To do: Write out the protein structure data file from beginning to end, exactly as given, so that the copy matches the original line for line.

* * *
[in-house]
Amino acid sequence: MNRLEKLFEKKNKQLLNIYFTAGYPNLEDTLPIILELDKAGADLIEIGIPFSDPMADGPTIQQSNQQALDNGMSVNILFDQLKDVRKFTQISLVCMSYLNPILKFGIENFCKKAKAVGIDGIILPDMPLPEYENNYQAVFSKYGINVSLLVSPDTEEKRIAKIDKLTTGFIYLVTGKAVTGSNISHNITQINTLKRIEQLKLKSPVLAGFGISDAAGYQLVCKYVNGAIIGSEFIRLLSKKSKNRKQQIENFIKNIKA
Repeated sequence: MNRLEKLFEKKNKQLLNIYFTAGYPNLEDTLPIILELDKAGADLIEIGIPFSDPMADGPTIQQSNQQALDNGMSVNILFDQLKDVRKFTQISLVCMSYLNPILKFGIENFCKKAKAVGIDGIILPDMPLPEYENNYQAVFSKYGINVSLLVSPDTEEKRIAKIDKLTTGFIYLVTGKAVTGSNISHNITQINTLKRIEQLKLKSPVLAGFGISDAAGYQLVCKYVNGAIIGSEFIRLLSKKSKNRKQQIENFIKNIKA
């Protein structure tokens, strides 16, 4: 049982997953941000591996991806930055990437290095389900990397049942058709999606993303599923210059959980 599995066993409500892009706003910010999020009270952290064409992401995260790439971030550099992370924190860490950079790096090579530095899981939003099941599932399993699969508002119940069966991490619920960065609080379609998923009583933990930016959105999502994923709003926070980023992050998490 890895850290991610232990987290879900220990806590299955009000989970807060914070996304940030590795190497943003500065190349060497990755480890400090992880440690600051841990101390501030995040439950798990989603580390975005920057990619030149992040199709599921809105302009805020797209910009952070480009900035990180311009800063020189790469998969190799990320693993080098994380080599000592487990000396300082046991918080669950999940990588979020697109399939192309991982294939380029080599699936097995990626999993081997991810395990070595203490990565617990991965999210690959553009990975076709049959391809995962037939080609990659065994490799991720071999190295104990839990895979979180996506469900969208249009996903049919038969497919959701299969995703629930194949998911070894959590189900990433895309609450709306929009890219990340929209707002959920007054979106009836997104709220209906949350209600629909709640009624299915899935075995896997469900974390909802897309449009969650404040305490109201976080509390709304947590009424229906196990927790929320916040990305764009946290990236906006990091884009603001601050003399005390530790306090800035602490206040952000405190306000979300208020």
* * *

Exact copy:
[in-house]
Amino acid sequence: MNRLEKLFEKKNKQLLNIYFTAGYPNLEDTLPIILELDKAGADLIEIGIPFSDPMADGPTIQQSNQQALDNGMSVNILFDQLKDVRKFTQISLVCMSYLNPILKFGIENFCKKAKAVGIDGIILPDMPLPEYENNYQAVFSKYGINVSLLVSPDTEEKRIAKIDKLTTGFIYLVTGKAVTGSNISHNITQINTLKRIEQLKLKSPVLAGFGISDAAGYQLVCKYVNGAIIGSEFIRLLSKKSKNRKQQIENFIKNIKA
Repeated sequence: MNRLEKLFEKKNKQLLNIYFTAGYPNLEDTLPIILELDKAGADLIEIGIPFSDPMADGPTIQQSNQQALDNGMSVNILFDQLKDVRKFTQISLVCMSYLNPILKFGIENFCKKAKAVGIDGIILPDMPLPEYENNYQAVFSKYGINVSLLVSPDTEEKRIAKIDKLTTGFIYLVTGKAVTGSNISHNITQINTLKRIEQLKLKSPVLAGFGISDAAGYQLVCKYVNGAIIGSEFIRLLSKKSKNRKQQIENFIKNIKA
């Protein structure tokens, strides 16, 4: 049982997953941000591996991806930055990437290095389900990397049942058709999606993303599923210059959980 599995066993409500892009706003910010999020009270952290064409992401995260790439971030550099992370924190860490950079790096090579530095899981939003099941599932399993699969508002119940069966991490619920960065609080379609998923009583933990930016959105999502994923709003926070980023992050998490 890895850290991610232990987290879900220990806590299955009000989970807060914070996304940030590795190497943003500065190349060497990755480890400090992880440690600051841990101390501030995040439950798990989603580390975005920057990619030149992040199709599921809105302009805020797209910009952070480009900035990180311009800063020189790469998969190799990320693993080098994380080599000592487990000396300082046991918080669950999940990588979020697109399939192309991982294939380029080599699936097995990626999993081997991810395990070595203490990565617990991965999210690959553009990975076709049959391809995962037939080609990659065994490799991720071999190295104990839990895979979180996506469900969208249009996903049919038969497919959701299969995703629930194949998911070894959590189900990433895309609450709306929009890219990340929209707002959920007054979106009836997104709220209906949350209600629909709640009624299915899935075995896997469900974390909802897309449009969650404040305490109201976080509390709304947590009424229906196990927790929320916040990305764009946290990236906006990091884009603001601050003399005390530790306090800035602490206040952000405190306000979300208020």